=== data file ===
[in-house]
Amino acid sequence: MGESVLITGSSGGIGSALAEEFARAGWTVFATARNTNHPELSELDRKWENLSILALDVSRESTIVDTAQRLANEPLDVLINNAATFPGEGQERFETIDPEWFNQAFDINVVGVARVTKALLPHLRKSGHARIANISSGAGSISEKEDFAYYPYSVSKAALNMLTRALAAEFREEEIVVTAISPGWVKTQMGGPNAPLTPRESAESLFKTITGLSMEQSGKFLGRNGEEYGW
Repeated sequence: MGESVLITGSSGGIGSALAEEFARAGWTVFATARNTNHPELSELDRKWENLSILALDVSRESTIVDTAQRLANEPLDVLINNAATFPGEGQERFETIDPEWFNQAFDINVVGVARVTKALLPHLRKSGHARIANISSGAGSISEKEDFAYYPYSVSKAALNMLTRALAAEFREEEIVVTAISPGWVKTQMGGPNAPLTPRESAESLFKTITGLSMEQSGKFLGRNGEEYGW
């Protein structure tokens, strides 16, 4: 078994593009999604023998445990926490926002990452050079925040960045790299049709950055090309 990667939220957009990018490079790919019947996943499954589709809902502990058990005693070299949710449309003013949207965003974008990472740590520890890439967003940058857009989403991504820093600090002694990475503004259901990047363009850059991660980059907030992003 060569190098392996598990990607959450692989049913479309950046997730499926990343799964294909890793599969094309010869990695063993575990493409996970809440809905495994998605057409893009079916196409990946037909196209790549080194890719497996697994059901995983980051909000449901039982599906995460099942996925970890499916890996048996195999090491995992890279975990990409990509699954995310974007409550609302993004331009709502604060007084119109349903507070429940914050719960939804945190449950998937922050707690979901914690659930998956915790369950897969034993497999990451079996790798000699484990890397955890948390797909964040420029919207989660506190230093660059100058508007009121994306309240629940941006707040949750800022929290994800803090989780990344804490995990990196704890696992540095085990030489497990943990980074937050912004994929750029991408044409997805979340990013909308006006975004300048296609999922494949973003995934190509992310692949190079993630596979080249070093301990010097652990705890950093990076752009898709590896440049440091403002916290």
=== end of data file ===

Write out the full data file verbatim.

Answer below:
[in-house]
Amino acid sequence: MGESVLITGSSGGIGSALAEEFARAGWTVFATARNTNHPELSELDRKWENLSILALDVSRESTIVDTAQRLANEPLDVLINNAATFPGEGQERFETIDPEWFNQAFDINVVGVARVTKALLPHLRKSGHARIANISSGAGSISEKEDFAYYPYSVSKAALNMLTRALAAEFREEEIVVTAISPGWVKTQMGGPNAPLTPRESAESLFKTITGLSMEQSGKFLGRNGEEYGW
Repeated sequence: MGESVLITGSSGGIGSALAEEFARAGWTVFATARNTNHPELSELDRKWENLSILALDVSRESTIVDTAQRLANEPLDVLINNAATFPGEGQERFETIDPEWFNQAFDINVVGVARVTKALLPHLRKSGHARIANISSGAGSISEKEDFAYYPYSVSKAALNMLTRALAAEFREEEIVVTAISPGWVKTQMGGPNAPLTPRESAESLFKTITGLSMEQSGKFLGRNGEEYGW
């Protein structure tokens, strides 16, 4: 078994593009999604023998445990926490926002990452050079925040960045790299049709950055090309 990667939220957009990018490079790919019947996943499954589709809902502990058990005693070299949710449309003013949207965003974008990472740590520890890439967003940058857009989403991504820093600090002694990475503004259901990047363009850059991660980059907030992003 060569190098392996598990990607959450692989049913479309950046997730499926990343799964294909890793599969094309010869990695063993575990493409996970809440809905495994998605057409893009079916196409990946037909196209790549080194890719497996697994059901995983980051909000449901039982599906995460099942996925970890499916890996048996195999090491995992890279975990990409990509699954995310974007409550609302993004331009709502604060007084119109349903507070429940914050719960939804945190449950998937922050707690979901914690659930998956915790369950897969034993497999990451079996790798000699484990890397955890948390797909964040420029919207989660506190230093660059100058508007009121994306309240629940941006707040949750800022929290994800803090989780990344804490995990990196704890696992540095085990030489497990943990980074937050912004994929750029991408044409997805979340990013909308006006975004300048296609999922494949973003995934190509992310692949190079993630596979080249070093301990010097652990705890950093990076752009898709590896440049440091403002916290």